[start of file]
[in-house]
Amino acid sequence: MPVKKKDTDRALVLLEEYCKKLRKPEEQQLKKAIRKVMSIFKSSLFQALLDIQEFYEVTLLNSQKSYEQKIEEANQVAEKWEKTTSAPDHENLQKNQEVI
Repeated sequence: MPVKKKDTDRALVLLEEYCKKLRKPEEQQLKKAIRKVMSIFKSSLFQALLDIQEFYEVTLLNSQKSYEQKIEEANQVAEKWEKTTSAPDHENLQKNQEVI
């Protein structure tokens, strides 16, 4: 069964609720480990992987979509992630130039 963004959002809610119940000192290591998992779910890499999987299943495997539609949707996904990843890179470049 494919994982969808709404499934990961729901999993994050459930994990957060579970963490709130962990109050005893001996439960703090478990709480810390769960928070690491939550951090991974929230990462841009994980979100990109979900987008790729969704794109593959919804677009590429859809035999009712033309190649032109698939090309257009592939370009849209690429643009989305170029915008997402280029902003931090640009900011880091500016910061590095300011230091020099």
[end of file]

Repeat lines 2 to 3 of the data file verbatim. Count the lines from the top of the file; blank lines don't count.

Amino acid sequence: MPVKKKDTDRALVLLEEYCKKLRKPEEQQLKKAIRKVMSIFKSSLFQALLDIQEFYEVTLLNSQKSYEQKIEEANQVAEKWEKTTSAPDHENLQKNQEVI
Repeated sequence: MPVKKKDTDRALVLLEEYCKKLRKPEEQQLKKAIRKVMSIFKSSLFQALLDIQEFYEVTLLNSQKSYEQKIEEANQVAEKWEKTTSAPDHENLQKNQEVI